Iraqi insurgents have attacked a police station killing at least 20 people and freeing about 30 prisoners, police say.
The attack was well-planned, the town's mayor said
As many as 100 attackers, armed with assault rifles, rocket-propelled grenades and mortars, took part in the raid, which began around dawn.
The attack took place in the town of Miqdadiya, near Baquba, 65km (40 miles) north of the capital.
Authorities said 10 insurgents were killed in the fire fight - one of the bloodiest clashes of recent months.
The gunmen arrived in civilian vehicles and attacked the government compound in the centre of town, which included the police headquarters, a court house and city council building.
A civilian guard was among those killed.
US helicopters helped drive the attackers away, security officials told AFP news agency.
Police said the suspected insurgents detonated a string of roadside bombs as they escaped, one of which appears to have killed two other police officers rushing to the scene.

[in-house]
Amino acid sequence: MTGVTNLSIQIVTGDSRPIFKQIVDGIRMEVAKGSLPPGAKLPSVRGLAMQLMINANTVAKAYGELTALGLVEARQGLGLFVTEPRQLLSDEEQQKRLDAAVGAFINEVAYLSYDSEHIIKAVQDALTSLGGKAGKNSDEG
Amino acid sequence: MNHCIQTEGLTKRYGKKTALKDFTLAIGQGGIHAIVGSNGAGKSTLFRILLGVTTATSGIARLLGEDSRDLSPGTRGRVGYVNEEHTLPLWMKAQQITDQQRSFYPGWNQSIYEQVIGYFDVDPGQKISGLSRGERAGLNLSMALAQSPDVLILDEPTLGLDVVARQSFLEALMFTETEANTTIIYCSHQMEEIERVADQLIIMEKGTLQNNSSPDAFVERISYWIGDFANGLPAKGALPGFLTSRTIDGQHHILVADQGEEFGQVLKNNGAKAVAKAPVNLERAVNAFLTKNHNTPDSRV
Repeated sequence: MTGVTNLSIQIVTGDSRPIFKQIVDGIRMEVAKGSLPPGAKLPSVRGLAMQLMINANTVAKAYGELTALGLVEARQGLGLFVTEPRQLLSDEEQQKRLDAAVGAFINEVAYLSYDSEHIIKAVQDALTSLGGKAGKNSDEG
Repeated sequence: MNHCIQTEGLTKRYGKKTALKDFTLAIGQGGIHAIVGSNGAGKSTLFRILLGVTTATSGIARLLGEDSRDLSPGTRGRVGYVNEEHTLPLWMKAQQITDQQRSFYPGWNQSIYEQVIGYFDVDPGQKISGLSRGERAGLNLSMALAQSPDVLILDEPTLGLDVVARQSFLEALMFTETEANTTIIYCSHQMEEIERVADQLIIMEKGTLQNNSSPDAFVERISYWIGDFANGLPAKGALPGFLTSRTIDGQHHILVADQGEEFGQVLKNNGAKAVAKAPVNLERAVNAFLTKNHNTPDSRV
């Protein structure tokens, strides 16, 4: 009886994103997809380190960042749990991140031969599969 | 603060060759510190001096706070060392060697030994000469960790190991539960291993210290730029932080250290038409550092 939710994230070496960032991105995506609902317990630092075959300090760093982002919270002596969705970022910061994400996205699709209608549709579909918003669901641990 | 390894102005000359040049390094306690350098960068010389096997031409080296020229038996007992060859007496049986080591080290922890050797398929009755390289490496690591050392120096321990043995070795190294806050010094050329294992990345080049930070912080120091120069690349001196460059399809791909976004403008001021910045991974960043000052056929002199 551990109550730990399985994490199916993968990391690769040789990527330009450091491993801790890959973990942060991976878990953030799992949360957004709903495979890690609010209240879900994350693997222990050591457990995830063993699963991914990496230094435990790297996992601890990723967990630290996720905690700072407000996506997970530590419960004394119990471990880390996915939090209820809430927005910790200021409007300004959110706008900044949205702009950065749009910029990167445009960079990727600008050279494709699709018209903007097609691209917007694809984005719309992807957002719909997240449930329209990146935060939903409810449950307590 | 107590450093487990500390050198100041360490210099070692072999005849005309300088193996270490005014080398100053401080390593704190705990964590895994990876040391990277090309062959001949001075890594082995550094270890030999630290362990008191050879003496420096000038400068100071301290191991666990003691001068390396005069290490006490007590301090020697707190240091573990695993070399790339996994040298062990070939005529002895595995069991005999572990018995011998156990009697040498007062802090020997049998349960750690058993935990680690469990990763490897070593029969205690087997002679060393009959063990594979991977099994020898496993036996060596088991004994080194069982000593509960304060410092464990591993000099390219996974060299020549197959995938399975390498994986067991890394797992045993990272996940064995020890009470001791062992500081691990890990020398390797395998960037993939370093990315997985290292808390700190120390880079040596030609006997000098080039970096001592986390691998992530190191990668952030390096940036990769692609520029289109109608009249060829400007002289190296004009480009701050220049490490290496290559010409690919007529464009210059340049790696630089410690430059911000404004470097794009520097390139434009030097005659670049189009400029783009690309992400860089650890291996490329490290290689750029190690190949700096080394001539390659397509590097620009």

At least 13 others were reported injured.
All of the prisoners held at the police station escaped in the raid. Many of them were thought to be suspected militants linked to the insurgency.
Iraqi police sealed off the scene in Miqdadiya
Army and police commando units were sent to the town to try to track down the escapees and the rebel force.
One report quoting police said the investigations were being hampered because the gunmen had seized radio equipment rendering the police network insecure.
The town's mayor, Alewi Farhan, said the attackers bombed access roads to prevent reinforcements coming to the aid of police.
"The insurgents pulled off a very well-planned attack," he said.
Miqdadiya lies in the heart of a mainly Sunni area that has seen a lot of insurgent activity.
While much of the recent focus has been on sectarian violence between Sunnis and Shias, the attack was a reminder that government forces and coalition troops are still being targeted by insurgents, says the BBC's Jim Muir in Baghdad.